The idea was to go to the Sugar Bowl and make a statement. Georgia was dead-set on pounding Texas Tuesday night in New Orleans, and then pointing at the College Football Playoff selection committee to remind them that they made a mistake by leaving the Bulldogs out of the four-team playoff.
Instead, Georgia’s night was all about mistakes. The No. 5-ranked Bulldogs struggled from start to finish and got pounded by No. 15 Texas, losing 28-21.
Hey, selection committee: Never mind.
With the loss, Georgia finished 10-3 and left little doubt that the selection committee probably did get it right. This loss was very similar to their first, that 36-16 beatdown at LSU where the Bulldogs got pushed around all day by the Tigers on both sides of the ball.
It happened again against Texas, which was physical and overpowering all night. It started before the game even, when their mascot Bevo, all 1,100 pounds of him, broke out of his cage to chase after 62-pound bulldog Uga X, Georgia’s mascot. It was that kind of a night.
That was a bad start, but then the game itself was even worse.
It was, without question, the ugliest first quarter in the three years of Kirby Smart football at Georgia. Everything that could go wrong did. Offense, defense, special teams, it didn’t matter. Everyone was making mistakes. It all added up to a 17-0 Texas lead after the Longhorns scored again on the first play of the second quarter.
The worst offender was true freshman punter Jake Camarda. On his first punt attempt, the snap was low and he went down on one knee to grab it. He was considered down at that spot. He was clearly shaken and shanked his next punt, which went only 11 yards.
The Bulldogs offense did literally nothing. On their 12 first-quarter plays, they gained 8 total yards. There were dropped passes and even a fumble from the usually sure-handed D’Andre Swift.
The defense wasn’t much better, missing tackles left and right. On Texas’ opening drive to start the game, they marched 75 yards for a touchdown and Longhorns quarterback Sam Ehlinger completed all five of his passes on the drive. The group really couldn’t be faulted for the other 10 points because of the Camarda blunder and Swift’s fumble, but still, it was a start that had everyone frustrated. Ehlinger’s touchdown run to make it 17-0 came thanks to several missed tackles by the Bulldogs.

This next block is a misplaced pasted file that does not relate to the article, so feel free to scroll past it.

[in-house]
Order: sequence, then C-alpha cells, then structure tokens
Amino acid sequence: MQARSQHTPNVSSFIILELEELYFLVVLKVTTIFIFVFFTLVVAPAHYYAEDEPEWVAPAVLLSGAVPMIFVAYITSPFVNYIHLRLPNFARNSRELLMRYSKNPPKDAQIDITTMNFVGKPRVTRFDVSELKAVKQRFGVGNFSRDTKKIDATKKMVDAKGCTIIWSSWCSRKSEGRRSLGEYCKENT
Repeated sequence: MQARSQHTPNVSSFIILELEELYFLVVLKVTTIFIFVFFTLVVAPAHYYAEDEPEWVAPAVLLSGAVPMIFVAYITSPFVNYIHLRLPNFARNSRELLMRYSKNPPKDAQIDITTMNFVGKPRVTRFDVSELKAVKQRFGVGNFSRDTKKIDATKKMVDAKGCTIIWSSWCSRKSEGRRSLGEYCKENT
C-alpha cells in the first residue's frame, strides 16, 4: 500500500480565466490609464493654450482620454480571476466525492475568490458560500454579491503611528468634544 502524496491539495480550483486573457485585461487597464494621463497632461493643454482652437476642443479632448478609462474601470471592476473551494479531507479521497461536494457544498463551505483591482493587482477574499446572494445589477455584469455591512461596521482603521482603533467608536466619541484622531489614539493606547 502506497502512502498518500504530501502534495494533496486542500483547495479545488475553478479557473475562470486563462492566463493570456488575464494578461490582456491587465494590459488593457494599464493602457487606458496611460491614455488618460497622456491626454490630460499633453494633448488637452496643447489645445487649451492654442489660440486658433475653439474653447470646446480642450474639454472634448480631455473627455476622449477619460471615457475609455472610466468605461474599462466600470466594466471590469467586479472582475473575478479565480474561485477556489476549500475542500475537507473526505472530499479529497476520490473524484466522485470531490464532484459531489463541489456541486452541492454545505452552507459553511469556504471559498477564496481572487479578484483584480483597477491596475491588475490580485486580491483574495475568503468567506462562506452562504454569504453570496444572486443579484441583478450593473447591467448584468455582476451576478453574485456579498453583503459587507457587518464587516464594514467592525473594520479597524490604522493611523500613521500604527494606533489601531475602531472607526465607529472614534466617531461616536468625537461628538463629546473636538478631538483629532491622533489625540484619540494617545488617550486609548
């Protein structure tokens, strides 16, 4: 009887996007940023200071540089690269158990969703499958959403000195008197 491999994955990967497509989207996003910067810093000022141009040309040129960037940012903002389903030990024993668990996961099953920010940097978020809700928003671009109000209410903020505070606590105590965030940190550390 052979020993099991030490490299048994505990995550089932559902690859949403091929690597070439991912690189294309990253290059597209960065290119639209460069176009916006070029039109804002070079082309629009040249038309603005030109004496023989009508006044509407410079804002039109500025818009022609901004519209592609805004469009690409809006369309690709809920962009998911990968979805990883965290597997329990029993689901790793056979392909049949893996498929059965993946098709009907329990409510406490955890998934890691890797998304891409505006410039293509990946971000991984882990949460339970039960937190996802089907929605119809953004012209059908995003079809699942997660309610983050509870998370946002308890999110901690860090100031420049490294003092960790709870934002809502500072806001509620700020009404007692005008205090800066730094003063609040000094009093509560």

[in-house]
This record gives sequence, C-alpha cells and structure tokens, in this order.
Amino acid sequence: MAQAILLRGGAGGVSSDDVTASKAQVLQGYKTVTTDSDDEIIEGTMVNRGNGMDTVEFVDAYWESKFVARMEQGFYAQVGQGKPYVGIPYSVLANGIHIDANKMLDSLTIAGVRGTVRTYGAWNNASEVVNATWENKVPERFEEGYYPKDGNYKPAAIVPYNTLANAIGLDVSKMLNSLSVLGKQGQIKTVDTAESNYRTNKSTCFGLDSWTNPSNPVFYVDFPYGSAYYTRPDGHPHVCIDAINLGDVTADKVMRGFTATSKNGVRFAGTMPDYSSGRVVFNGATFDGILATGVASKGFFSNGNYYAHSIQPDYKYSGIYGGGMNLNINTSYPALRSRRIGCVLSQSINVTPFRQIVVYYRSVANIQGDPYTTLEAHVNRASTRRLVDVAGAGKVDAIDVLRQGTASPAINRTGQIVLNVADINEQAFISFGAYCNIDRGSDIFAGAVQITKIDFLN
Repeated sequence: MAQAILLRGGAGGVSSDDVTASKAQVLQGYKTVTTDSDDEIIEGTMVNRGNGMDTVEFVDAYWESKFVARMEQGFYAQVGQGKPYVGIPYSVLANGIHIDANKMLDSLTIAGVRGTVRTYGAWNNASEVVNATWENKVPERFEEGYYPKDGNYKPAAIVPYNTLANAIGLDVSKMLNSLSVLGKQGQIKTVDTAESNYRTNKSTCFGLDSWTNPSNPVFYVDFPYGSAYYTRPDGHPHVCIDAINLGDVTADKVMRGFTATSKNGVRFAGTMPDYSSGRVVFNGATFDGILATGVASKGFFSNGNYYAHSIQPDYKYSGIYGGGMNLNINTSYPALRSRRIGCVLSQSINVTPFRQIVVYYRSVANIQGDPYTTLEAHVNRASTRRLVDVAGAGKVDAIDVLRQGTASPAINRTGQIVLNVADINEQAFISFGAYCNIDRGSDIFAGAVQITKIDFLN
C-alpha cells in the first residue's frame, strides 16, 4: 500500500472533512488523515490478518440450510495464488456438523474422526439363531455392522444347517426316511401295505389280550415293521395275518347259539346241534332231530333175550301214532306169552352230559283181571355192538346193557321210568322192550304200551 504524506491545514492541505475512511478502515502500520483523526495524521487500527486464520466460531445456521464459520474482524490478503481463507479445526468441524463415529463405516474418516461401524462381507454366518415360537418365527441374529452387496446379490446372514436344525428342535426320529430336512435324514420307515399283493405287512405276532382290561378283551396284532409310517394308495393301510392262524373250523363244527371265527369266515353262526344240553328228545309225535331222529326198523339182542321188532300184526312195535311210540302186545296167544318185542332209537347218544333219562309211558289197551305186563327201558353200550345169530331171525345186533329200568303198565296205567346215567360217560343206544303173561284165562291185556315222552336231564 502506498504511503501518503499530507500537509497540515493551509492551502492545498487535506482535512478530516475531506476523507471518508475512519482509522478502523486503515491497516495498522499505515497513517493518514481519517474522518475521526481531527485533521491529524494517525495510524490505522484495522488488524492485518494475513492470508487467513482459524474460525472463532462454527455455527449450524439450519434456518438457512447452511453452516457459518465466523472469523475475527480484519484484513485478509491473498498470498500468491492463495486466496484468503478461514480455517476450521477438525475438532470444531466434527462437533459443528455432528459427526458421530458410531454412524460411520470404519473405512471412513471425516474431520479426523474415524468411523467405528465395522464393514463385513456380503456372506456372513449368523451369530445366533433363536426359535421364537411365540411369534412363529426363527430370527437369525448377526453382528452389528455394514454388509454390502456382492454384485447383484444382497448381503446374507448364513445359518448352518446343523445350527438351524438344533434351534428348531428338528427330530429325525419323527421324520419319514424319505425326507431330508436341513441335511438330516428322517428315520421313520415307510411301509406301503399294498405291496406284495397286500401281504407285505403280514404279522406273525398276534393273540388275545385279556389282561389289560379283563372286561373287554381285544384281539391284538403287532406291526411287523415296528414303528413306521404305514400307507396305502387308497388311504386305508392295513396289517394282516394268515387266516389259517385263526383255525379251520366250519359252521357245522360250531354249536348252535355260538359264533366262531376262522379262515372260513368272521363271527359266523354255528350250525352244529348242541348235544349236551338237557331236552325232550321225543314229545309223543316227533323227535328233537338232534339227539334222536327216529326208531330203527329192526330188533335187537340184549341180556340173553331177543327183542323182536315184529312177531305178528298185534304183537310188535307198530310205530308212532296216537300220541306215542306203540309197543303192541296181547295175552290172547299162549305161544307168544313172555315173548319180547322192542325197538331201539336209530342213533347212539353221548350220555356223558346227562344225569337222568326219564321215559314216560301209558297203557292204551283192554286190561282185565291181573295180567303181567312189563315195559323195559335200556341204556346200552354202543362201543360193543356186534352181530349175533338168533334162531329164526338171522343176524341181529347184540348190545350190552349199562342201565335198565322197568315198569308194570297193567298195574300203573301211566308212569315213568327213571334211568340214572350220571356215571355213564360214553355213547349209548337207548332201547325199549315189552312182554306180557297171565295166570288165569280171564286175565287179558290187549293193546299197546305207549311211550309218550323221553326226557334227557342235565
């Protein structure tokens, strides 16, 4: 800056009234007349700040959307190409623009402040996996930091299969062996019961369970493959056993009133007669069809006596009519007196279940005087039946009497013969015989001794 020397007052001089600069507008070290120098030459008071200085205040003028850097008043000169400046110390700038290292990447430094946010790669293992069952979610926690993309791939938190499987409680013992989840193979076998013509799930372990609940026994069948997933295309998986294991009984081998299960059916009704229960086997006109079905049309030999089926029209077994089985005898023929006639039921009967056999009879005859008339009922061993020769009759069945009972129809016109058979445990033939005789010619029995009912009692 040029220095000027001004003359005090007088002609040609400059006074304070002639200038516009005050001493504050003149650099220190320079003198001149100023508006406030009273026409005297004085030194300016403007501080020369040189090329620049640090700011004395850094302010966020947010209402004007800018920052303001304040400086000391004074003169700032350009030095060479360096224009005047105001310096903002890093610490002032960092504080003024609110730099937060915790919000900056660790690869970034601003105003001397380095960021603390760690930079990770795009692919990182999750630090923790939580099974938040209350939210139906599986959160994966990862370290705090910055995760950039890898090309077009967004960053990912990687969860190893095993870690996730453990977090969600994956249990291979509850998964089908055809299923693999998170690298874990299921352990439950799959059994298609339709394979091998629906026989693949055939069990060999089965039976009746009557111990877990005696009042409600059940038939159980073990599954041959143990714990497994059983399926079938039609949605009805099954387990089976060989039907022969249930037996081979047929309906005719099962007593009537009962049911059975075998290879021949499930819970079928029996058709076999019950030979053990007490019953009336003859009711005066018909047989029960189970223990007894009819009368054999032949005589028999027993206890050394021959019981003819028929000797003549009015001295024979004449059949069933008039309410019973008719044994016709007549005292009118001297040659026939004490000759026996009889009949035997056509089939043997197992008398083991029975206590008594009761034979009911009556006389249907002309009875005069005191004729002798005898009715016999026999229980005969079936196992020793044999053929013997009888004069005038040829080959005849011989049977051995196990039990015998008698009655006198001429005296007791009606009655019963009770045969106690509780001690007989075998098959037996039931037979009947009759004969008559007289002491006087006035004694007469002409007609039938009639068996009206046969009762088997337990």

Outside of the debacle at LSU, when Georgia lost by 20 during the regular season, this was quarterback Jake Fromm’s worst game. He missed a lot of open receivers, made some bad decisions, and threw a bad interception. He also didn’t get much help from his offensive line, which struggled against the Texas pass rush. One sack took them out of field goal range just before halftime.
Through 50 minutes, Georgia had only 7 points and just 175 total yards. The team rallied late to get within 28-21 but a touchdown with 20 seconds to go was not enough. Fromm was 20 of 34 for 212 yards and three touchdowns.
Last season, Texas lost four games it led in the fourth quarter. That didn’t happen this time. The Longhorns kept moving the ball successfully, both on the ground and through the air. Texas sealed the deal with quarterback Sam Ehlinger’s touchdown run 3 minutes and change into the fourth quarter, giving the Longhorns a 28-7 lead after a two-point conversion.
Georgia answered with its first impressive drive of the game, going 67 yards in six plays and just 1:24 to make it 28-14. Fromm threw on every down on the drive, completing 5 of 6 passes and hitting Mecole Hardman for a 3-yard score.
Texas was forced to punt with 7:30 left, and the Bulldogs got another chance, but went three-and-out. Texas, which hadn’t played in a major bowl game since 2009, outrushed Georgia 180 yards to 72, a rarity for Georgia. The Bulldogs led the SEC in rushing, and only got outrushed three times all year — in all three of their losses. Swift, Georgia’s leading rusher, had only 12 yards on 8 carries.